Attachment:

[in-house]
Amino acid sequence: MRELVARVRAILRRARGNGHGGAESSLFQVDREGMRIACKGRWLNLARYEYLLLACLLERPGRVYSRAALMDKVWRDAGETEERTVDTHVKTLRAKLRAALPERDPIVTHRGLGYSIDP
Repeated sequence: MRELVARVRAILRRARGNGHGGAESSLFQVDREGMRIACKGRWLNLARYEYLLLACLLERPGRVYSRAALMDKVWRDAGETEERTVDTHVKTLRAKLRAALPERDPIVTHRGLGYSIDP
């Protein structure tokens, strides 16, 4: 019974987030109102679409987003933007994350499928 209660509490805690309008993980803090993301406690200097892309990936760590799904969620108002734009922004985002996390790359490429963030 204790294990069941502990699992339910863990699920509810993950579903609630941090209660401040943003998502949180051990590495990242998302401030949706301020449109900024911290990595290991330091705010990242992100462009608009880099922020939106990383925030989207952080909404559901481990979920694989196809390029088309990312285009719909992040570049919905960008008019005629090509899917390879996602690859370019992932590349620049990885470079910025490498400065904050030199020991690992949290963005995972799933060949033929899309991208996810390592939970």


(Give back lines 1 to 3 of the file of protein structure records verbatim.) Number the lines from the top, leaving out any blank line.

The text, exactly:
[in-house]
Amino acid sequence: MRELVARVRAILRRARGNGHGGAESSLFQVDREGMRIACKGRWLNLARYEYLLLACLLERPGRVYSRAALMDKVWRDAGETEERTVDTHVKTLRAKLRAALPERDPIVTHRGLGYSIDP
Repeated sequence: MRELVARVRAILRRARGNGHGGAESSLFQVDREGMRIACKGRWLNLARYEYLLLACLLERPGRVYSRAALMDKVWRDAGETEERTVDTHVKTLRAKLRAALPERDPIVTHRGLGYSIDP